White feminism has been a concept before contemporary society. White feminism is socially defined as the focus on the issues effecting white, cisgender women. White feminism implies that inequality only effects white, cisgender women and disregards various intersections which create marginalized identities.
As a woman of color, I am simultaneously reminded of the inequality that white women face and the disregard for my limitations in society because I encounter both racism and misogyny. For example, Meryl Strep is starring in the film Suffragette as Emmeline Pankhurst about Suffragettes in England. To promote the movie about the British suffragettes, Streep and her white cisgender co-stars did a photoshoot in “I’d rather be a rebel than a slave” t-shirts for Time Out London magazine. The slogan apparently represents the uprising that occurs in history as well as the movie. My first visceral reaction to the shirt was disgust.
The suffrage movement purposefully excluded the rights of women of color in both the United States and the United Kingdom. This shirt again reaffirms a stratification of “white feminism” over the rights of women of color which occurred long before Streep’s film. History gives prime examples of white feminism. Susan B. Anthony, President of the National American Woman Suffrage Association and highly favored for being the leading force in the Women’s Suffrage Movement, expressed “Mr. Douglass talks about the wrongs of the Negro; but with all the outrages that he to-day suffers, he would not exchange his sex and take the place of Elizabeth Cady Stanton.”
To sum up her statement, Anthony said the plight of freed and self-educated slave Fredrick Douglass was not comparable to the oppressed Elizabeth Cady Staunton and Douglass would not want to trade places due to Staunton’s marginalization. Also, Staunton agreed with her thoughts with, “What will we and our daughters suffer if these degraded black men are allowed to have the rights that would make them even worse than our Saxon fathers?” The ideas of both Anthony, Staunton and many other suffragettes are rooted in racism but call out sexist ideals.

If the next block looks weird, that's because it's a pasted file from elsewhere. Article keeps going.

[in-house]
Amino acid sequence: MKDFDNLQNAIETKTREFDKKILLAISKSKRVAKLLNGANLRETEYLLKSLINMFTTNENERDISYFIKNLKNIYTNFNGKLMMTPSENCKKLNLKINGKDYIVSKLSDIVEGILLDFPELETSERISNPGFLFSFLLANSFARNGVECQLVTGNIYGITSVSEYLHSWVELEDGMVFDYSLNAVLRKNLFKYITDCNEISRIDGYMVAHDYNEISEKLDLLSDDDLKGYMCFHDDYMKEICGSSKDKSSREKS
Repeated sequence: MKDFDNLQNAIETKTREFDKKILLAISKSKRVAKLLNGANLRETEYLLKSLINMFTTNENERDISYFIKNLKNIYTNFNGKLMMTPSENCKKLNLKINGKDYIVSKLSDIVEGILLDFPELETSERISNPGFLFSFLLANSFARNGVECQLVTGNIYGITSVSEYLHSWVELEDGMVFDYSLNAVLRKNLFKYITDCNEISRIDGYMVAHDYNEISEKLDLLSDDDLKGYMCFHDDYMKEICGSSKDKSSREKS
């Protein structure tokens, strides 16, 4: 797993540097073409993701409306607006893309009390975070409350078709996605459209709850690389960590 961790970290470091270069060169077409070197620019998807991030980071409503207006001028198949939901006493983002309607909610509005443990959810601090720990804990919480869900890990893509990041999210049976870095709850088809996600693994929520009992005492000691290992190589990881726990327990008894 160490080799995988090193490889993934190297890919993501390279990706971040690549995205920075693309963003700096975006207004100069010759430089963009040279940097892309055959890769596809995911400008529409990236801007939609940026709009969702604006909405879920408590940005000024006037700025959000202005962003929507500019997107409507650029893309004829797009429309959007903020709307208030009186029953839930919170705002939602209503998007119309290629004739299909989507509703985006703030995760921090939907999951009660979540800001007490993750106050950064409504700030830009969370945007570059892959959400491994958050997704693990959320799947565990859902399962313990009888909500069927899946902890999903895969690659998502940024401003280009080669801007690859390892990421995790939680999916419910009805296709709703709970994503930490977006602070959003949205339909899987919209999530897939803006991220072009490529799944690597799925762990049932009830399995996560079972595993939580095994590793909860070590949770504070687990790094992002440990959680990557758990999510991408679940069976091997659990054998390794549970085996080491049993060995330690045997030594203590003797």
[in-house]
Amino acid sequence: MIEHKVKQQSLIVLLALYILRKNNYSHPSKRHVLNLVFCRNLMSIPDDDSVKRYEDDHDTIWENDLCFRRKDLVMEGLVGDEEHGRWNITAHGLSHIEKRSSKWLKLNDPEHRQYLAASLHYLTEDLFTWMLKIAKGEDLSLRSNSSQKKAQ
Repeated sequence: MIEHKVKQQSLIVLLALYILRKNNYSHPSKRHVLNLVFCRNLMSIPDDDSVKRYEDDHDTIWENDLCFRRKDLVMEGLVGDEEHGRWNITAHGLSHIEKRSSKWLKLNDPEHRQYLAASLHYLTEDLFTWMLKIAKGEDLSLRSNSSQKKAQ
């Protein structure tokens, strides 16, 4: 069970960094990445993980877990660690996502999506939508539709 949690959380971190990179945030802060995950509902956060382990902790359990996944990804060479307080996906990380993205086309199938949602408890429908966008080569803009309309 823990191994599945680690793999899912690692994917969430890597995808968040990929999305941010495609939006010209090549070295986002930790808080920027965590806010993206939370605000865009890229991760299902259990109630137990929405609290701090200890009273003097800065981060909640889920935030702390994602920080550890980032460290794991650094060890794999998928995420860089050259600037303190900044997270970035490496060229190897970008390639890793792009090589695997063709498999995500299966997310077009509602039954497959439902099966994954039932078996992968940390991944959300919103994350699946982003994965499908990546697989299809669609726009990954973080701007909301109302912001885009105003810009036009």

With the criticism of the shirts, a statement was released by Time Out London stating the shirt represents a portion of the quote and it was not the intention to “criticize those who have no choice but to submit to oppression.” The comment really wants to avoid saying the word slavery. It is clear that Time Out London does not want to be associated with the exclusion of women of color. Also, the publication claimed at least half a million people in the UK saw it and no one complained. The quote itself does not make it clear about the intentions to not stratify white women over women of color. The full quote from Emmeline Pankhurst, “I know that women, once convinced that they are doing what is right, that their rebellion is just, will go on, no matter what the difficulties, no matter what the dangers, so long as there is a woman alive to hold up the flag of rebellion. I would rather be a rebel than a slave.” Time Out London decided that it was not offensive because “no one complained.” Aside from the lack of evidence supporting this claim, the outlet refuses to acknowledge why many may have an issue with the shirts.
Like the disregard for women of color in the Suffrage Movement and now, Time Out London, Streep and her co-stars did not take into consideration what the perceived opinion would be. They did not comprehend the privilege Suffragettes had in order to be rebels instead of slaves. Being a rebel was never a choice for slaves. Like Emmeline Pankhurst discusses in the statement above, women of various intersections know they are doing what is right by calling out problematic individuals, organizations, media outlets, and publications. Instances similar to this one involving a lack of consideration and disregard of identities, tries to reaffirms women’s rights as a part of a one dimensional identity. We do not share the same experiences. Stop minimizing history, shying away from uncomfortable truths and start listening to the voices that were once and still silenced.